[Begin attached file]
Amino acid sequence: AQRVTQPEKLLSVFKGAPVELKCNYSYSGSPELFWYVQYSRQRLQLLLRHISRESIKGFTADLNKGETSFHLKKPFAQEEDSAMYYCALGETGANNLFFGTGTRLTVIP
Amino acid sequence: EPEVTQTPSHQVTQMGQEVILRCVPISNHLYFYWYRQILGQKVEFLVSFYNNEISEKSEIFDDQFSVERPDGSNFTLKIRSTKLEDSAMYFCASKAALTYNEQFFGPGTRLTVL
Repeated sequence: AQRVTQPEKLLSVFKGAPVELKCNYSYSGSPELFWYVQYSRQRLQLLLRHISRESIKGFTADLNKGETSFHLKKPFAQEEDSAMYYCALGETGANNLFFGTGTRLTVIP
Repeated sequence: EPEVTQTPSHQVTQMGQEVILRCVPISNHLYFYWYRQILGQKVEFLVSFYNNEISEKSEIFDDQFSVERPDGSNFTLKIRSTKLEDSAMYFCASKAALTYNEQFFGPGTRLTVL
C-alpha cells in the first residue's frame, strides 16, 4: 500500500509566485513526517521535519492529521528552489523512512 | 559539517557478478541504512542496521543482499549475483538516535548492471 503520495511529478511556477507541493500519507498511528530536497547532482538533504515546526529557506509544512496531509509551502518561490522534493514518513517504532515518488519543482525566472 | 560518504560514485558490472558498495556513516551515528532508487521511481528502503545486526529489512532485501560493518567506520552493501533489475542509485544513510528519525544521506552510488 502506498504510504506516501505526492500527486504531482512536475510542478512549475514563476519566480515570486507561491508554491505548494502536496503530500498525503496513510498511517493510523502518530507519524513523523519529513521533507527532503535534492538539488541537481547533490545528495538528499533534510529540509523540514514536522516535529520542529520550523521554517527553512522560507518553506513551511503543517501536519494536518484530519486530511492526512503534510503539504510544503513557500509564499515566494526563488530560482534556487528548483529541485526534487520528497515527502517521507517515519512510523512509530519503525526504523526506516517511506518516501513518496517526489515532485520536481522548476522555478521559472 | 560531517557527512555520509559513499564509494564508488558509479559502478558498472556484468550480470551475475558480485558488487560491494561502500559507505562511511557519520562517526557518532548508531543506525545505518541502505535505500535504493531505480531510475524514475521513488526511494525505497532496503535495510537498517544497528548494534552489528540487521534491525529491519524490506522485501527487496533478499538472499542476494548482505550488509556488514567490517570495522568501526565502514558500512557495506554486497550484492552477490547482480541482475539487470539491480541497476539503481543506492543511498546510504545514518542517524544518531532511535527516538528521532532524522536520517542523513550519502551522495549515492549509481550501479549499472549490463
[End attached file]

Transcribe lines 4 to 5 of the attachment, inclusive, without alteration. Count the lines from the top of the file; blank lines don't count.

Repeated sequence: EPEVTQTPSHQVTQMGQEVILRCVPISNHLYFYWYRQILGQKVEFLVSFYNNEISEKSEIFDDQFSVERPDGSNFTLKIRSTKLEDSAMYFCASKAALTYNEQFFGPGTRLTVL
C-alpha cells in the first residue's frame, strides 16, 4: 500500500509566485513526517521535519492529521528552489523512512 | 559539517557478478541504512542496521543482499549475483538516535548492471 503520495511529478511556477507541493500519507498511528530536497547532482538533504515546526529557506509544512496531509509551502518561490522534493514518513517504532515518488519543482525566472 | 560518504560514485558490472558498495556513516551515528532508487521511481528502503545486526529489512532485501560493518567506520552493501533489475542509485544513510528519525544521506552510488 502506498504510504506516501505526492500527486504531482512536475510542478512549475514563476519566480515570486507561491508554491505548494502536496503530500498525503496513510498511517493510523502518530507519524513523523519529513521533507527532503535534492538539488541537481547533490545528495538528499533534510529540509523540514514536522516535529520542529520550523521554517527553512522560507518553506513551511503543517501536519494536518484530519486530511492526512503534510503539504510544503513557500509564499515566494526563488530560482534556487528548483529541485526534487520528497515527502517521507517515519512510523512509530519503525526504523526506516517511506518516501513518496517526489515532485520536481522548476522555478521559472 | 560531517557527512555520509559513499564509494564508488558509479559502478558498472556484468550480470551475475558480485558488487560491494561502500559507505562511511557519520562517526557518532548508531543506525545505518541502505535505500535504493531505480531510475524514475521513488526511494525505497532496503535495510537498517544497528548494534552489528540487521534491525529491519524490506522485501527487496533478499538472499542476494548482505550488509556488514567490517570495522568501526565502514558500512557495506554486497550484492552477490547482480541482475539487470539491480541497476539503481543506492543511498546510504545514518542517524544518531532511535527516538528521532532524522536520517542523513550519502551522495549515492549509481550501479549499472549490463